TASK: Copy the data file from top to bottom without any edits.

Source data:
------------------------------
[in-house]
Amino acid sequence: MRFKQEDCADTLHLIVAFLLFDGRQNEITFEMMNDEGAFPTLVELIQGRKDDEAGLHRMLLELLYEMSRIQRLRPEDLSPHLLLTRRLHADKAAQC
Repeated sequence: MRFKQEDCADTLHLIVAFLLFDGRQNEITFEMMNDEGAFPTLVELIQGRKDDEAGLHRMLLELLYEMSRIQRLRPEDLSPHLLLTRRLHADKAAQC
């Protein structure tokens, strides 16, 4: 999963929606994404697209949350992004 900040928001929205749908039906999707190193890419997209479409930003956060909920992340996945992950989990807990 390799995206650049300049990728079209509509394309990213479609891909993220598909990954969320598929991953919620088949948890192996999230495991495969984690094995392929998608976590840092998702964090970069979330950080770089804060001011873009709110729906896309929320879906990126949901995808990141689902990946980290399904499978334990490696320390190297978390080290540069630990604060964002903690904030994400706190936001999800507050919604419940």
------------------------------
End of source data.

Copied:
[in-house]
Amino acid sequence: MRFKQEDCADTLHLIVAFLLFDGRQNEITFEMMNDEGAFPTLVELIQGRKDDEAGLHRMLLELLYEMSRIQRLRPEDLSPHLLLTRRLHADKAAQC
Repeated sequence: MRFKQEDCADTLHLIVAFLLFDGRQNEITFEMMNDEGAFPTLVELIQGRKDDEAGLHRMLLELLYEMSRIQRLRPEDLSPHLLLTRRLHADKAAQC
């Protein structure tokens, strides 16, 4: 999963929606994404697209949350992004 900040928001929205749908039906999707190193890419997209479409930003956060909920992340996945992950989990807990 390799995206650049300049990728079209509509394309990213479609891909993220598909990954969320598929991953919620088949948890192996999230495991495969984690094995392929998608976590840092998702964090970069979330950080770089804060001011873009709110729906896309929320879906990126949901995808990141689902990946980290399904499978334990490696320390190297978390080290540069630990604060964002903690904030994400706190936001999800507050919604419940």